Recently, when I’ve had the chance to listen to insurance company annuity wholesalers pitch their variable annuity riders, I’ve been hearing much ado about “reset frequencies” and the relative benefits of monthly vs. quarterly or daily vs. annual adjustments. Recall that the reset frequency of a guaranteed living benefit is the length of time that must elapse before the insurance company adjusts — and potentially increases — the guaranteed base of the contract. All else being equal, if Company A adjusts your base monthly while Company B only adjusts annually, you are better off with Company A than Company B.
Now, while I certainly agree that a week is longer than a day, the relative value of daily adjustments versus yearly adjustments is not a naïve 365-to-1 or even 256 (trading days)-to-1 ratio. (Yes, I’ve actually heard these arguments ).
Upon hearing such pitches I am usually left with (at least) two unanswered questions: (i) By how much are you economically better off with a more frequent re-set? And, (ii) can “all else” really be “equal?”
So, in this column I would like to get to the heart of annuity analytics and carefully delve into the relative merits of more frequent resets. Arm yourself with a sharp pencil, as this one’s going to require some numerical doodling and a straw man.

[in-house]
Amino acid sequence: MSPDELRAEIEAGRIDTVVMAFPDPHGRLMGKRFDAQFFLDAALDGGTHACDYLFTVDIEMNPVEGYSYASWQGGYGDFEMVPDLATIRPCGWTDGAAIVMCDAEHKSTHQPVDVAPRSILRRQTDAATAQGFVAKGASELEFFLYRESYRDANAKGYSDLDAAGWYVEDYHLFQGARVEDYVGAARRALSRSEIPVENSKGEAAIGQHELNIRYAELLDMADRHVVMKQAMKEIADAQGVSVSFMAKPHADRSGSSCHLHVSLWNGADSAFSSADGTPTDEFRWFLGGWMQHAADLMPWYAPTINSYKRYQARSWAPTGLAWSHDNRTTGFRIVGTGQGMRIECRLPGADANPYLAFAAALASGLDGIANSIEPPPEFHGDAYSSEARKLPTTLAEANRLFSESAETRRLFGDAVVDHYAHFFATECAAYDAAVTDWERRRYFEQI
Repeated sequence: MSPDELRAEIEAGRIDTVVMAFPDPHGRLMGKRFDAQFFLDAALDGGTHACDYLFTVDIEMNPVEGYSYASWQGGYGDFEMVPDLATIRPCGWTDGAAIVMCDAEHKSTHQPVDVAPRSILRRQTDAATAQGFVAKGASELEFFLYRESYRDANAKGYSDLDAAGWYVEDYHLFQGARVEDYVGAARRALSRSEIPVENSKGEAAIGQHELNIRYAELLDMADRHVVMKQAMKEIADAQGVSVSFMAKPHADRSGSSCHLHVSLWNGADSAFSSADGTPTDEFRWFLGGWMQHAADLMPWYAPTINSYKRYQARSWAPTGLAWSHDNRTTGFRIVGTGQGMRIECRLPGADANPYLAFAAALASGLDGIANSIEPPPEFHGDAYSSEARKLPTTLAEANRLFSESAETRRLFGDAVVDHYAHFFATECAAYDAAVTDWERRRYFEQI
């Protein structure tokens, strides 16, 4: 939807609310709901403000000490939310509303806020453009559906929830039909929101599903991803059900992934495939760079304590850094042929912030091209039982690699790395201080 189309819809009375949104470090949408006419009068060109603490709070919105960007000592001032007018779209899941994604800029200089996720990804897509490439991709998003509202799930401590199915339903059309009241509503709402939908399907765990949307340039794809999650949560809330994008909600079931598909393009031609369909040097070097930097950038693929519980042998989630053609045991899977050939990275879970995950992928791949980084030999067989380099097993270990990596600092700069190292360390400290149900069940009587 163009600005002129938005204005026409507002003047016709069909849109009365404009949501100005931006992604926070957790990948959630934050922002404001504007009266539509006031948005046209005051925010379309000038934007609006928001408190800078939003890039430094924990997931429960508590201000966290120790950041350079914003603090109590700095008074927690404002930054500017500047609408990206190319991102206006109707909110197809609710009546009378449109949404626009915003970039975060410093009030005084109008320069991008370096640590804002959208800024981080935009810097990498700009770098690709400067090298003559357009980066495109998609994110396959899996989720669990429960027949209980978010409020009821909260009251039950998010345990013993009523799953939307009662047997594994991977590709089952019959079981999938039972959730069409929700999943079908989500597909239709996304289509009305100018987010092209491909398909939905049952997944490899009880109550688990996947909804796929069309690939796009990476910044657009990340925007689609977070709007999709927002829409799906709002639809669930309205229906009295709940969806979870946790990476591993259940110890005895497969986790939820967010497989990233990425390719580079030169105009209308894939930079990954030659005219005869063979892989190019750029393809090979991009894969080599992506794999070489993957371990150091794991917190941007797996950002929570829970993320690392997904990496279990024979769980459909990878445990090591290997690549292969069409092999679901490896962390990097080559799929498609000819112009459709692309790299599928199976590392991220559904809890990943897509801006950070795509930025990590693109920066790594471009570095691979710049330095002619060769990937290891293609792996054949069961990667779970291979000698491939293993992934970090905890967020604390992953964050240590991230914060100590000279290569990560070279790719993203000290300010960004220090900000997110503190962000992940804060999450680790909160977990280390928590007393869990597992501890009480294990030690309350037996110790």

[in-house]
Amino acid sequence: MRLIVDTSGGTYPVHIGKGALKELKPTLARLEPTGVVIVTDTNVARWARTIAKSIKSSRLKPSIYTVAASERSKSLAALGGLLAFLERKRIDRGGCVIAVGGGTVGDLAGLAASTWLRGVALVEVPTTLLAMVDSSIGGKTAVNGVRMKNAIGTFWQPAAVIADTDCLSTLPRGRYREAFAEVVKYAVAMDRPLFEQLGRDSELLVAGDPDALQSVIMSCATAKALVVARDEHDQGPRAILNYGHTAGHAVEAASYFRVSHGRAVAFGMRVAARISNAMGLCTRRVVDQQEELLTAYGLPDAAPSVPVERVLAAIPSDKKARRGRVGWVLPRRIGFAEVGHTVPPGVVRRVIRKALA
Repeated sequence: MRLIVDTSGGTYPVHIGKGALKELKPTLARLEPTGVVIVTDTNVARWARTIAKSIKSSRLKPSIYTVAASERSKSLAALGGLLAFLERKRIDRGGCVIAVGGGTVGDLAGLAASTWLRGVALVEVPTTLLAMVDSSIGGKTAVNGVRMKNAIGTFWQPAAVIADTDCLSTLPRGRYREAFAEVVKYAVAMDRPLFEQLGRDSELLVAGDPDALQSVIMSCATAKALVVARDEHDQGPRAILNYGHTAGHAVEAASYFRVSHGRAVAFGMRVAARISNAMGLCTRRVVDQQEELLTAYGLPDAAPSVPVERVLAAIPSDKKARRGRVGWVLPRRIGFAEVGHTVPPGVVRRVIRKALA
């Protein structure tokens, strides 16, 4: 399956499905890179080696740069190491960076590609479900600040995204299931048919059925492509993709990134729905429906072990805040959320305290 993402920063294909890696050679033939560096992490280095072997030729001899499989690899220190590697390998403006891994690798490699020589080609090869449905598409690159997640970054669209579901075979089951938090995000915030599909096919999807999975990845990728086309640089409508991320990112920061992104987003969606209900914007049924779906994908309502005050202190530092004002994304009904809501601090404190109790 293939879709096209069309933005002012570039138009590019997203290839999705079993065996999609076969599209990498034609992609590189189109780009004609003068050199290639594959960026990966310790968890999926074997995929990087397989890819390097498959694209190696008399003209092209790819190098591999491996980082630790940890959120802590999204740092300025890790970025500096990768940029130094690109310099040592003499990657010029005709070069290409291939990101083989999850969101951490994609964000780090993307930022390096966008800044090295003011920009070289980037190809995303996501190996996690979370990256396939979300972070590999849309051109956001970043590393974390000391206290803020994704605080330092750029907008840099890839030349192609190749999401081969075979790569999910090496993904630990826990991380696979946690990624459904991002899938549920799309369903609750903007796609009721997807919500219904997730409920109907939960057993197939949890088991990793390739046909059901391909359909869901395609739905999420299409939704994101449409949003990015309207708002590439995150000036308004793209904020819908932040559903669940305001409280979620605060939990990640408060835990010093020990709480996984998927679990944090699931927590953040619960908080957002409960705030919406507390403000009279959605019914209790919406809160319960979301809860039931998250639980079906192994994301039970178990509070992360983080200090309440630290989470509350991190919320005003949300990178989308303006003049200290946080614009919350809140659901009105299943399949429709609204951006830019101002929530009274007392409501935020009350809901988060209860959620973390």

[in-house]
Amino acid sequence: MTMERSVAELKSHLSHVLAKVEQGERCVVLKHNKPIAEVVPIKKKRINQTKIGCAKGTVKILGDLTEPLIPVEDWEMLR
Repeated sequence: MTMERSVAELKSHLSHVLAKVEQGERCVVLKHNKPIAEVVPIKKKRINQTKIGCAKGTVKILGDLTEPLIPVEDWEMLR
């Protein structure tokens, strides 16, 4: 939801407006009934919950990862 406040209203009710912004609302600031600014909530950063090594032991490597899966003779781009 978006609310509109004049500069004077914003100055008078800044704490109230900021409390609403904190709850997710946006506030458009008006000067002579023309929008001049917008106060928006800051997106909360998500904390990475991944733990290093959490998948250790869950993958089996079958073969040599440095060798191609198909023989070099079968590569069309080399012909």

The Baseline: 5 and 5
Assume you invest $100,000 in a variable annuity at the age of 55, and you allocate the money to a relatively aggressive portfolio — as you should with these things. Assume further that the policy offers a 5% annual guaranteed return on the base, compounding, and a guaranteed 5% lifetime income starting at age 70. This means that at the end of each anniversary year, the insurance company will credit your guaranteed base at least 5% interest; and if the market value of your policy on the anniversary happens to be higher than last year’s base plus 5%, the company will adjust the base to the higher market value. This crediting process continues every year for the many years of accumulation, which for analysis purposes I’ll take to be 15 years. Thus at retirement (age 70) you are guaranteed to be able to withdraw 5% of the guaranteed base value — which by definition will be at least equal to the policy account value.
Notice that so far I haven’t said anything about adjustment frequencies. This (simple) hypothetical product is the canonical guaranteed lifetime withdrawal benefit with annual adjustments. It is the original Model T of the GLWB assembly line.